Cyprus is the only EU member state in the region, benefiting from a sound legal framework as well as political and monetary stability. So far energy development in the area has been mired by a number of issues, from the political crisis in Lebanon, the deep economic troubles of Greece, and the restrictions imposed on Gaza by Israel, to the negative impact that both the regulatory challenges of Israel (which saw a firm agreement for the development and sale of gas with Noble/Delek being put on hold for two years and subjected to changes and popular scrutiny) and the inability of the Egyptian authorities to meet their payment obligations to LNG suppliers have had on the reputation of doing business in the region. Egypt is however expected to recover and it will bring gas to shore from its vast fields Zohr and the West Nile Delta (5,140 bcm) which will cover internal demand, allowing it to then resume exporting. Egypt can therefore share the role of a hub with Cyprus, due to its more developed infrastructure in terms of liquefaction capacities at the Damietta and Idku plants.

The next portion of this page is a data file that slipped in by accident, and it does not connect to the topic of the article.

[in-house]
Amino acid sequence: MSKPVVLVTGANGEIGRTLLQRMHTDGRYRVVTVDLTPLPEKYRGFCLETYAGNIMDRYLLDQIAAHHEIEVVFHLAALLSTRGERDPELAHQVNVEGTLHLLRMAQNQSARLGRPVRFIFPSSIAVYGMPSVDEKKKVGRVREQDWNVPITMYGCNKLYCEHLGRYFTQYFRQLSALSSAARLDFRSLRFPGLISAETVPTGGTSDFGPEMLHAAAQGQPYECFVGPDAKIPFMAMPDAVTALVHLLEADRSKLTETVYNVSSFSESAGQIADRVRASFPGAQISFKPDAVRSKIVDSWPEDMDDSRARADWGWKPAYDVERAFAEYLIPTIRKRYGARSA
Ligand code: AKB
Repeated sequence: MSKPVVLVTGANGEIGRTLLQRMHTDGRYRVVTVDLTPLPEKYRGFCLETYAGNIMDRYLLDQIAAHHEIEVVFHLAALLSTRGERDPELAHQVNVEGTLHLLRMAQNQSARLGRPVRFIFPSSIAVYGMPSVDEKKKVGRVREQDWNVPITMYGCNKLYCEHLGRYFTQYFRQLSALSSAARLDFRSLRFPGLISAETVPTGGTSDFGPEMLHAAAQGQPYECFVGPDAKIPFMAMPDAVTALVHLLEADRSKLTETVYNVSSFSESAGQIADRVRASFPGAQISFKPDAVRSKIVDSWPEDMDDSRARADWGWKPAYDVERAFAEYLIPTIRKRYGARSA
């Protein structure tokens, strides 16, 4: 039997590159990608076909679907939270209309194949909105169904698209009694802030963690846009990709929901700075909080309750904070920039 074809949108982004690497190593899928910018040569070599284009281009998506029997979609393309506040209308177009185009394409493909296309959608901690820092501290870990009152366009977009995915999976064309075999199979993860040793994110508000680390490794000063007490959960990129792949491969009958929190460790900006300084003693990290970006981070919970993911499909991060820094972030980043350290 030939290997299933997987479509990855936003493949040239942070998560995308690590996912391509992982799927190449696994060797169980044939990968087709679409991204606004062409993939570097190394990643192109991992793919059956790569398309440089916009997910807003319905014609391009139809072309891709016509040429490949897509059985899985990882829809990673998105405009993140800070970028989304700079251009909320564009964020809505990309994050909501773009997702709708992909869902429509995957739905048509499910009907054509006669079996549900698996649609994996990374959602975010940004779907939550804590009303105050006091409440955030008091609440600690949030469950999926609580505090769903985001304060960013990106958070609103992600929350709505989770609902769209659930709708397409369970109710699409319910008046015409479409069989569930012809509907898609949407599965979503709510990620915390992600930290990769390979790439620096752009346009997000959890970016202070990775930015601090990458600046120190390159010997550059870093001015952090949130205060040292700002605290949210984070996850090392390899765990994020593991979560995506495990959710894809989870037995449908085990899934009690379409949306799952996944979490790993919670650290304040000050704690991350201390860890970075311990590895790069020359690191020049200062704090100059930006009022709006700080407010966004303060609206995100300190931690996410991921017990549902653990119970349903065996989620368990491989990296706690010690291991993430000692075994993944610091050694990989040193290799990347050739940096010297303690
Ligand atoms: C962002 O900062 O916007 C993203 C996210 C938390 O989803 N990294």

Such partnership can only be considered due to the excellent relations that Cyprus has cultivated throughout the years with its neighbors (aside from Turkey) and it is truly a testament to its diplomacy that has always been committed to achieving regional stability and a better communication for all the regional players. For the gas fields, there are already delimitations agreements in place with Lebanon, Israel and Egypt and a unitization framework agreement with Egypt.